Music Programs Changed During the Pandemic

Many students join band their middle school years and continue on through high school. That’s to say that students love performing in band. But practicing our musical instruments during a pandemic has been difficult.  

“It has been very hard for me to go to my daughter’s concerts and competitions, but they were very cautious about this pandemic and they had everyone separated,” David Cuevas said, father of Thalia Cuevas, eighth grader at Corbett Junior High. 

For the band, these guidelines led to shorter practices and practicing in small groups organized by instrument rather than as a whole, while remaining at least six feet apart. For example, the clarinet players would practice together for half an hour while the trombone players did the same on the other side of the field. 

“I feel like the band directors have faced a lot of problems and challenges through this tough time. In my opinion, the most hardest challenge would be keeping social distance and wearing the mask at all times,” Cuevas said. 

Students have been required to wear face masks when they’re not blowing through their horns. Their instruments have been outfitted with bell covers that similarly restrict the flow of aerosols to those around them.

“I think that the most hardest thing would be the mask, because it is kind of hard to breathe. Whenever you’re playing you need a lot of air and it’s really hard when you’re trying to breathe through a mask all day. I also feel that social distancing has been very hard as well, because when you’re in marching band you go all over the field and it’s really hard when you can’t get close to each other so you have to be very careful,” Kayla Cuevas, 12th grader said.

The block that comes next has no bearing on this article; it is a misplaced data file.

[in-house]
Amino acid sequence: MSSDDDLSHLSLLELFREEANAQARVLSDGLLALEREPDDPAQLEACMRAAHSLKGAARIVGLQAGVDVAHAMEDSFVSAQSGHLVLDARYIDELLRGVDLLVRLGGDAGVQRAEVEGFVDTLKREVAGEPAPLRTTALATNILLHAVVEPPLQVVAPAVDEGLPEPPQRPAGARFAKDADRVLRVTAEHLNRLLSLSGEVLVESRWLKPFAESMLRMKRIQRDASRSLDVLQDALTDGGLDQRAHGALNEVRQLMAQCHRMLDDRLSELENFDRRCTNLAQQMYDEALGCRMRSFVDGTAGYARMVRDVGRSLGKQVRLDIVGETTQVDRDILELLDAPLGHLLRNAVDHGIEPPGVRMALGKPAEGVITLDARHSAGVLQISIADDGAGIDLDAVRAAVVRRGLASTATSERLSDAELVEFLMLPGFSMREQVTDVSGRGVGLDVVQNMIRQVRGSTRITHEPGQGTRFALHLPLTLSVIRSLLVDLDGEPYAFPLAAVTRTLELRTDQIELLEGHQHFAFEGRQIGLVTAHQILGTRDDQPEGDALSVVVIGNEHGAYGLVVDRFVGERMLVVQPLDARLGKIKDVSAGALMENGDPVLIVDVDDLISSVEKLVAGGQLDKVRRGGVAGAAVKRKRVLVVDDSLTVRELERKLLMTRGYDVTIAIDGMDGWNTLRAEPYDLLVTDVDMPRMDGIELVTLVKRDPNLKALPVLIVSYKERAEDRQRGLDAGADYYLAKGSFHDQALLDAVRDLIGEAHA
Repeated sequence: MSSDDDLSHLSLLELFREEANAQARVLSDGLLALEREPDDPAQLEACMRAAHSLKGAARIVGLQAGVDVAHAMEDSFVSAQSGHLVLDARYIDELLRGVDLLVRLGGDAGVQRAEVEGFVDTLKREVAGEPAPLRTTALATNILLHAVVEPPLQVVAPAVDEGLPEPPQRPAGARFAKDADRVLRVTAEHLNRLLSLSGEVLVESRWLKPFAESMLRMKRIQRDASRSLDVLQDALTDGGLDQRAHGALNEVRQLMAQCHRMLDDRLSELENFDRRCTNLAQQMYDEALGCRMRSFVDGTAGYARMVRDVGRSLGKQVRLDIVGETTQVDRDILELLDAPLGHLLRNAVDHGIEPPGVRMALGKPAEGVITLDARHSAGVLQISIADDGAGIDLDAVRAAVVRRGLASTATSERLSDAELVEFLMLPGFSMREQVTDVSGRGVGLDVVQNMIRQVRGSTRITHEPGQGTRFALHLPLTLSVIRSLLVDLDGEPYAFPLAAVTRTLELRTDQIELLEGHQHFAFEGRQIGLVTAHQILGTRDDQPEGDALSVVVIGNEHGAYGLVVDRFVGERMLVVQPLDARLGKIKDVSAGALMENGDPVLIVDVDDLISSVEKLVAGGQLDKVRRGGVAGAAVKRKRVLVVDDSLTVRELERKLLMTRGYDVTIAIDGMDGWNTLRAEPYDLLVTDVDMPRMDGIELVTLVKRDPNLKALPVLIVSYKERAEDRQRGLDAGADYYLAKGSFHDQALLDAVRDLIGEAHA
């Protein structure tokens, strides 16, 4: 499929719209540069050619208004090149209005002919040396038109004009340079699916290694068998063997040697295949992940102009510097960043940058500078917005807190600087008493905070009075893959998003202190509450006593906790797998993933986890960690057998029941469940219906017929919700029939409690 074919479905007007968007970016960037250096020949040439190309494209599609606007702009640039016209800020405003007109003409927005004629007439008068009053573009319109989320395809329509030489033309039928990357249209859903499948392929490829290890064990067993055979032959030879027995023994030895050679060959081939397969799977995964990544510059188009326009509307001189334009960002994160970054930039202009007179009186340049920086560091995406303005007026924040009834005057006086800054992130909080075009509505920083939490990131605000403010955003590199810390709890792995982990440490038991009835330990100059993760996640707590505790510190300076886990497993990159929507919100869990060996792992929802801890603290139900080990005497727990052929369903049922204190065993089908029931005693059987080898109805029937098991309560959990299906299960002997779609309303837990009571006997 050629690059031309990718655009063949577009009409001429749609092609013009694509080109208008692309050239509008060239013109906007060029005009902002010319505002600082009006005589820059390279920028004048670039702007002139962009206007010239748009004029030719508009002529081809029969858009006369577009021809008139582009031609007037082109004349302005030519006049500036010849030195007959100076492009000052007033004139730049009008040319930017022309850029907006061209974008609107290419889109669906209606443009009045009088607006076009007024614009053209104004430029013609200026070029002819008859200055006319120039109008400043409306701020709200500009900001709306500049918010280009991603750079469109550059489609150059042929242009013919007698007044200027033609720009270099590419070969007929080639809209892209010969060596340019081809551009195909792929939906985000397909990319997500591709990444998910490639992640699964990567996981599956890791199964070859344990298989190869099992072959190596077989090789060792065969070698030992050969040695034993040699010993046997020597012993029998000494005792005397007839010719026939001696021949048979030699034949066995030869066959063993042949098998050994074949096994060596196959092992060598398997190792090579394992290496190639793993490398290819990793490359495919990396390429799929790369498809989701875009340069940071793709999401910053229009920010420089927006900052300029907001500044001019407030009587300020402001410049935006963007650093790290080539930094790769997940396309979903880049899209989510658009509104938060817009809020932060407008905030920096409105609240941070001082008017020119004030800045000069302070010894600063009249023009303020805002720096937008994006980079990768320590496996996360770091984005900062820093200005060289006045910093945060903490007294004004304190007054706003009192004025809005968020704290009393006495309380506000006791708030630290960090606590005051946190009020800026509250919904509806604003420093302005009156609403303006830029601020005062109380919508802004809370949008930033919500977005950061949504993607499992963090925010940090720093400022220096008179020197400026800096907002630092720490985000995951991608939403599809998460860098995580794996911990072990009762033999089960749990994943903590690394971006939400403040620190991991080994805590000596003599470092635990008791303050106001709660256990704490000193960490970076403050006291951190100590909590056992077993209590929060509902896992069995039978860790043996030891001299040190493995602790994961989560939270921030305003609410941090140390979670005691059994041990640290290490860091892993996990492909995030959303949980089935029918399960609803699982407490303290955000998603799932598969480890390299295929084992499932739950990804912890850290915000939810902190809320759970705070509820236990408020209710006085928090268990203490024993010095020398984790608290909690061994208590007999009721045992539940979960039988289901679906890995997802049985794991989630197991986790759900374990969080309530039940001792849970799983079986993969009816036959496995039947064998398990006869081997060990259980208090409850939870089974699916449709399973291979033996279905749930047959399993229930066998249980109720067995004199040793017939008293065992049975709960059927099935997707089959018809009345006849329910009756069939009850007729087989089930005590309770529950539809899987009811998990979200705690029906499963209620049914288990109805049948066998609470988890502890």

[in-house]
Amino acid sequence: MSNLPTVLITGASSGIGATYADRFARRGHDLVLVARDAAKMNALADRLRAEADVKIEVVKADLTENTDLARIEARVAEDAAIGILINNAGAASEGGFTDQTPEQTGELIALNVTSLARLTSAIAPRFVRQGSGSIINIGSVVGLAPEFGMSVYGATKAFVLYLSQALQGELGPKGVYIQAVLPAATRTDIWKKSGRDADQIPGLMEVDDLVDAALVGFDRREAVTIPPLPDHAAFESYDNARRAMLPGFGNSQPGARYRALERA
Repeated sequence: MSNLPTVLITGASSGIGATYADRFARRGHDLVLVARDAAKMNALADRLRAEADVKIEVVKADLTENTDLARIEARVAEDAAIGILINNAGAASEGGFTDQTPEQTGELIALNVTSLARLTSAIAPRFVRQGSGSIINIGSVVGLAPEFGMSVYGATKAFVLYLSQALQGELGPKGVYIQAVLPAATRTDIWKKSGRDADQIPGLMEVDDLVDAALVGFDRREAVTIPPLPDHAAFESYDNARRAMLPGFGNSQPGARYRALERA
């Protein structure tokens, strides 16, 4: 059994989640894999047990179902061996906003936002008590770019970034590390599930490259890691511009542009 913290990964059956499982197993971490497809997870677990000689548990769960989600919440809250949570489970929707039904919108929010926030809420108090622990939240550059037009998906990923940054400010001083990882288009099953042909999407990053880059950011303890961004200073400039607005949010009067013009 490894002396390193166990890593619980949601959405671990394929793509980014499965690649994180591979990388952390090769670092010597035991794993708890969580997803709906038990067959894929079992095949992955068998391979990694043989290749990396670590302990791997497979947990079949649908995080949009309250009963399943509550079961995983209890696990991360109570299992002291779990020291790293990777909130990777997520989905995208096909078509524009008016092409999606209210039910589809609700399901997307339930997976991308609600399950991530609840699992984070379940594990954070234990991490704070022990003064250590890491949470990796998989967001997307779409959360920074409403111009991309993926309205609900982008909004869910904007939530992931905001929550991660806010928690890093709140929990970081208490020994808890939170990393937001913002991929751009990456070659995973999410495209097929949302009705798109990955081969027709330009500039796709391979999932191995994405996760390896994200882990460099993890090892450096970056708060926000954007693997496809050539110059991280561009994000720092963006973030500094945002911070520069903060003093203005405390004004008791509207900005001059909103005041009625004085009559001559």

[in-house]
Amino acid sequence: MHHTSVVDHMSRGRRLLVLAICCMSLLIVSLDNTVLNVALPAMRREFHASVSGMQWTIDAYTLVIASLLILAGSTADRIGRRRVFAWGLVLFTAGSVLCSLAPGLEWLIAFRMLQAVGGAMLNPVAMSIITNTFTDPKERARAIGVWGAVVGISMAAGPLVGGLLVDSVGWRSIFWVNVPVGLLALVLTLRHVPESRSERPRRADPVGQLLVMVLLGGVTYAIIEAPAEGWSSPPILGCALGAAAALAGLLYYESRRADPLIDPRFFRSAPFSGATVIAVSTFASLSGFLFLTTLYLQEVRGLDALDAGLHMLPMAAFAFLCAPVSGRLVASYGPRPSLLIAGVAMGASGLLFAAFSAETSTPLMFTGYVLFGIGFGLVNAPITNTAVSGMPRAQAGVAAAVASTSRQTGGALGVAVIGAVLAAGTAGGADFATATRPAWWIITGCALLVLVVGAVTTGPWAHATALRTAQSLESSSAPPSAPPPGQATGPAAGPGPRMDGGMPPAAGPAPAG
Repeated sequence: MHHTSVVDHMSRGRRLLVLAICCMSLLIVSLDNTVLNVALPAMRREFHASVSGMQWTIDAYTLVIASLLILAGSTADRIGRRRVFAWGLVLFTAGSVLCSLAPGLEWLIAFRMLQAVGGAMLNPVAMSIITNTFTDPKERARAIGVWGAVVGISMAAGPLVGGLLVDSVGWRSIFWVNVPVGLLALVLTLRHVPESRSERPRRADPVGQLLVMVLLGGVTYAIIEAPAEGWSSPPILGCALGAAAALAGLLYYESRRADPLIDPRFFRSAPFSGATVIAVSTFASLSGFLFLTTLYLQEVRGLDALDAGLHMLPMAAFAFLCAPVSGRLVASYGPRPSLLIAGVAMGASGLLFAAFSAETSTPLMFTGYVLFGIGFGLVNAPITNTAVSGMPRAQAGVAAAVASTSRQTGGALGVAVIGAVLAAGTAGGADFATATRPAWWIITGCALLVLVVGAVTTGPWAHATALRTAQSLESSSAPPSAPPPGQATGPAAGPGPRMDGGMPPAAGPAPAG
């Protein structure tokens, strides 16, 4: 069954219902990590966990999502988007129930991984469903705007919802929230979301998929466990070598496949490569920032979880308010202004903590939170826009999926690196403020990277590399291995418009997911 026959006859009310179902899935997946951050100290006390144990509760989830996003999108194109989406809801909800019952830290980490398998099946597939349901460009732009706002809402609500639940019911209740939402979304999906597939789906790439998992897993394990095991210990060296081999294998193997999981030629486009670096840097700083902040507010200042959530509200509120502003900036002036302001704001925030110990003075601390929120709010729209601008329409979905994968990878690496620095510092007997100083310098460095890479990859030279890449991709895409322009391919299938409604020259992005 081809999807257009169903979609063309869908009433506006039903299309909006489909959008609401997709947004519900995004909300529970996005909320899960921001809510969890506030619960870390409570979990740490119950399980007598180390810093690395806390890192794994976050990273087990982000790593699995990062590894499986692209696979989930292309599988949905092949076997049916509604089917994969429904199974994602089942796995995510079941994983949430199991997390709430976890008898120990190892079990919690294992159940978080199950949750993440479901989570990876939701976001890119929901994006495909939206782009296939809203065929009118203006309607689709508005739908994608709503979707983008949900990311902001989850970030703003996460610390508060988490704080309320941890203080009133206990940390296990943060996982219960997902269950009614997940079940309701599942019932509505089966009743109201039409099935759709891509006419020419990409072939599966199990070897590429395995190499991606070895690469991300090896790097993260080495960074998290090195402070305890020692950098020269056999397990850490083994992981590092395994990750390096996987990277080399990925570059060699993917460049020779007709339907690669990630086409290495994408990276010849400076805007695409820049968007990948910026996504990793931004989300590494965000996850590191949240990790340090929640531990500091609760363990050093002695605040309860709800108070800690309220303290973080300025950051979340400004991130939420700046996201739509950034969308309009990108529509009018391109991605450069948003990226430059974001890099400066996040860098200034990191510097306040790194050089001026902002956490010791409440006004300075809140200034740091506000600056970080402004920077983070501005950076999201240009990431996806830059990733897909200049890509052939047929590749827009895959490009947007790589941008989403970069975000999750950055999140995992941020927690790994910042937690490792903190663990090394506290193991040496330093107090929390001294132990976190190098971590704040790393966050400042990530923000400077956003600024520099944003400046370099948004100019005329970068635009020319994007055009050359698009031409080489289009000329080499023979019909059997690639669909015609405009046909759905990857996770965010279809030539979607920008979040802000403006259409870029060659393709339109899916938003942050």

Traditional uniforms that require dry cleaning have been ditched in favor of T-shirts that can easily be washed between performances. And instructional schedules have been condensed because of cancellations of spring and summer activities.

“Research on the safety of musical performances is ongoing and we will continue to consult and respond to research that updates our understanding of the safety of various practices and instruments associated with the marching band,” said Mr. Barker, Corbett Band Director. 

“Our band directors try the very best to make sure that we’re taking all safety precautions. They will tell us when to put on a mask when you take off her mask, and I feel like they are doing an amazing job as far as keeping social distancing and making sure we are all wearing a mask,” Cuevas said.  

Rather than taking their masks on and off in between songs, they open a Velcro flap on a special “musician mask” so they can play. They also put covers over the horns of their instruments to reduce the spit. 

The high school band members rehearse on the practice field during their class period and the middle school bands on other school property. Because of it all, they have fewer opportunities to perform, including at football games.